Health care is still an ongoing issue

Despite Obama’s legislation, health care policy should not fall from public attention.

Derek Olson

It’s been the political talking point of the past several years, but health care remains an ongoing, vital political issue. It deserves to be: One out of every $6 spent in the U.S. economy goes to health care. Bad health care policy also has a sweeping effect on the economy.

Recently, the Obama administration chose to illegally delay the employer mandate, a component of the Affordable Care Act, for the second time. Firms with 50 to 99 employees are now exempt from Obamacare’s employer mandate until 2016, which was supposed to begin in 2014. Nothing gives President Barack Obama or his staff the authority to decide when the mandate begins, so the move completely violates federal law. Yet the action, which took place earlier this month, did not garner much attention.

Imagine for a moment that Mitt Romney had won the 2012 election and his administration had made the same decision to delay the employer mandate, illegally. Then they illegally delayed it once more. I suspect the press and the public would have reacted differently

This line of action from the Obama administration deserves greater scrutiny. The president signed the ACA, or Obamacare, into law in early 2010. Why should it take six years for a central component of the law to take effect? Did they expect another embarrassment like the website rollout? If the extended delay is to benefit businesses, how can they continue to deny the harmful effects of the law?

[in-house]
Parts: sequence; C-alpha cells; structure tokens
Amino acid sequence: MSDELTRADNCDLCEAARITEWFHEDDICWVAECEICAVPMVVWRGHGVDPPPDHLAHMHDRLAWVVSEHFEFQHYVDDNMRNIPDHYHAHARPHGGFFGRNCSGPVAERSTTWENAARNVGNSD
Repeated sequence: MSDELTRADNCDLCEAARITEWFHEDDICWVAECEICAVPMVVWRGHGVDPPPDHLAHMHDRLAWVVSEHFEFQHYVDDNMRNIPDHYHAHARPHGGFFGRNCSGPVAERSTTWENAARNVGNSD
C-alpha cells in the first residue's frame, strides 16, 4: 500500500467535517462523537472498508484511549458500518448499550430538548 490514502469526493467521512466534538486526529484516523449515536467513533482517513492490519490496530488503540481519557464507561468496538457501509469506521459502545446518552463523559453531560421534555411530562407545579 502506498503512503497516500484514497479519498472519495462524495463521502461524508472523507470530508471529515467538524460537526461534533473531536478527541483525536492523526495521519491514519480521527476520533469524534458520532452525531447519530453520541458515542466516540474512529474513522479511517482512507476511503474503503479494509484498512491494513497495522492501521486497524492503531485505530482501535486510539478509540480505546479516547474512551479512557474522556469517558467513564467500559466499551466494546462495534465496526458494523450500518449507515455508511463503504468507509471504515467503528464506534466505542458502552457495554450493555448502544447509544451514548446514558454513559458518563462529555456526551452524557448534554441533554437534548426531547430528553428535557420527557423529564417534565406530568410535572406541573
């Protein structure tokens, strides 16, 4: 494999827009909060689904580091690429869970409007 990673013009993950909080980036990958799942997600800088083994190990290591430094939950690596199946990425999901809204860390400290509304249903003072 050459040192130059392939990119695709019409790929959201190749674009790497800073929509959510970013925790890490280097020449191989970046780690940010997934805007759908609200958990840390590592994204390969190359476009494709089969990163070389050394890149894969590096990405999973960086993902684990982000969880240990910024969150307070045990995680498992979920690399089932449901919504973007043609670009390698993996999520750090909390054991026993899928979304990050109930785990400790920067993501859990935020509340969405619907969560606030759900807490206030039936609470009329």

Earlier this year, the nonpartisan Congressional Budget Office updated some of its projections for Obamacare. It found that the ACA will reduce the total number of hours Americans work by 1.5 to 2 percent between 2017 and 2024. That’s the equivalent of eliminating 2.5 million full-time jobs by 2024. This is because, as the CBO states, Obamacare decreases the incentive to work, and thus, Americans will choose to work fewer hours.

When the CBO published the new report, supporters of the law quickly jumped to Obamacare’s defense, claiming it was a good thing to encourage not working. Rep. Keith Ellison, D-Minn., said on ABC morning talk show “This Week” that Americans are working too much. It’s truly amazing the extent to which those omniscient puppet masters think they know how to better manage other people’s lives.

These legislators don’t understand that paying people to work less shrinks the economy as a whole. As many introductory economics textbooks simply state, the more equally we try to divide the economic pie, the smaller the pie becomes. It should be obvious that paying Americans to work less decreases the wealth of society.

We are increasingly adopting a system that takes from those who produce and subsidizes those who do not. That’s not a formula for success. It’s not even a good way to help the least fortunate; redistribution of resources is all too often counterproductive.

Health care should remain a significant issue in the 2014 elections. Obamacare has been nothing if not disappointing to those who expected effective health care reform, to those who expected the government to properly manage a website and to those who merely expected their representatives to read a bill before passing it. Very little of Obamacare is worth saving, but Republicans should campaign on more than just repeal. We desperately need real solutions and politicians brave enough to offer them.